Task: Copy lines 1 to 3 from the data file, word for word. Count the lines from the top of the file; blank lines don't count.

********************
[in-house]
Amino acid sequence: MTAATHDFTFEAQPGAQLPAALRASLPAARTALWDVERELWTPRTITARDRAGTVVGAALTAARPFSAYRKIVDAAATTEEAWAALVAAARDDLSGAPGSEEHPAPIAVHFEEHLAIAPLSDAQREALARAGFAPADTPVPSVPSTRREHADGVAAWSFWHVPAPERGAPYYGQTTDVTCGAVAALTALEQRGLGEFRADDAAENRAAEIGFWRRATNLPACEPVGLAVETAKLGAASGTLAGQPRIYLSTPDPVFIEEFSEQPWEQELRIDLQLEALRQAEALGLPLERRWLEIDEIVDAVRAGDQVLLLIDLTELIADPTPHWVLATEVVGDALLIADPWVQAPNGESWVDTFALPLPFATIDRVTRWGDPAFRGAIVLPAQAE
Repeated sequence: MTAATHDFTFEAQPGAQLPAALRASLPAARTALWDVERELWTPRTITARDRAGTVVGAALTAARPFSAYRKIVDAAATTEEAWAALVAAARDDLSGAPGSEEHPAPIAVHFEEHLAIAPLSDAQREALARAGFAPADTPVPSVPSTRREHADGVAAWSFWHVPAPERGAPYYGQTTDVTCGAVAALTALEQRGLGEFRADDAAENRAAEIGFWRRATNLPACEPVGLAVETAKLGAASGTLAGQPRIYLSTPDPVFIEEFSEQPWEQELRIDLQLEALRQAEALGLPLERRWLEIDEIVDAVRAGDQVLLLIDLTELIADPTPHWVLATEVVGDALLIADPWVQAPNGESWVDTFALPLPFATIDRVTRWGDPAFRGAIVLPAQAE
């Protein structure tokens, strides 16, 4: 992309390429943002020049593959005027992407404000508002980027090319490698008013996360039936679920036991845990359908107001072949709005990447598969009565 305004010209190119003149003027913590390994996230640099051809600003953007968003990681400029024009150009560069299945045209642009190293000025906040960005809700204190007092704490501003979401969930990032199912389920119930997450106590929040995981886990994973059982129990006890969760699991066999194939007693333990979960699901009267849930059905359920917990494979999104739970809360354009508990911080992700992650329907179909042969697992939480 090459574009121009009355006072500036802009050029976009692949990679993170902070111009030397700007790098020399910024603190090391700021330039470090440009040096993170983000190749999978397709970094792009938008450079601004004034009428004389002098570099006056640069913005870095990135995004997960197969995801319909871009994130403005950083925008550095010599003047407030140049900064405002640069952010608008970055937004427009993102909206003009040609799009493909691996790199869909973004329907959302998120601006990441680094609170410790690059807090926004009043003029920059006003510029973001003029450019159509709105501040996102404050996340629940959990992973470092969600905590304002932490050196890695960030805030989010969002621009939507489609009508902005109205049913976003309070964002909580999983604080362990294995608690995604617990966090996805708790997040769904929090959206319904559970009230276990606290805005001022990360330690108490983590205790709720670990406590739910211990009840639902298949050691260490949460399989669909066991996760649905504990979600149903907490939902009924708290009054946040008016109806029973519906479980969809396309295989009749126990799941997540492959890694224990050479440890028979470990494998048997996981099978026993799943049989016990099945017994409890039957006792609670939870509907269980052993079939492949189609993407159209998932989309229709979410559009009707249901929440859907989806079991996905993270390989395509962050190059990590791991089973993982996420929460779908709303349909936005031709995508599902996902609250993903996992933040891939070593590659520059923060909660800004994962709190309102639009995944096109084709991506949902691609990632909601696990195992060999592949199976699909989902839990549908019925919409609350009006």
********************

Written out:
[in-house]
Amino acid sequence: MTAATHDFTFEAQPGAQLPAALRASLPAARTALWDVERELWTPRTITARDRAGTVVGAALTAARPFSAYRKIVDAAATTEEAWAALVAAARDDLSGAPGSEEHPAPIAVHFEEHLAIAPLSDAQREALARAGFAPADTPVPSVPSTRREHADGVAAWSFWHVPAPERGAPYYGQTTDVTCGAVAALTALEQRGLGEFRADDAAENRAAEIGFWRRATNLPACEPVGLAVETAKLGAASGTLAGQPRIYLSTPDPVFIEEFSEQPWEQELRIDLQLEALRQAEALGLPLERRWLEIDEIVDAVRAGDQVLLLIDLTELIADPTPHWVLATEVVGDALLIADPWVQAPNGESWVDTFALPLPFATIDRVTRWGDPAFRGAIVLPAQAE
Repeated sequence: MTAATHDFTFEAQPGAQLPAALRASLPAARTALWDVERELWTPRTITARDRAGTVVGAALTAARPFSAYRKIVDAAATTEEAWAALVAAARDDLSGAPGSEEHPAPIAVHFEEHLAIAPLSDAQREALARAGFAPADTPVPSVPSTRREHADGVAAWSFWHVPAPERGAPYYGQTTDVTCGAVAALTALEQRGLGEFRADDAAENRAAEIGFWRRATNLPACEPVGLAVETAKLGAASGTLAGQPRIYLSTPDPVFIEEFSEQPWEQELRIDLQLEALRQAEALGLPLERRWLEIDEIVDAVRAGDQVLLLIDLTELIADPTPHWVLATEVVGDALLIADPWVQAPNGESWVDTFALPLPFATIDRVTRWGDPAFRGAIVLPAQAE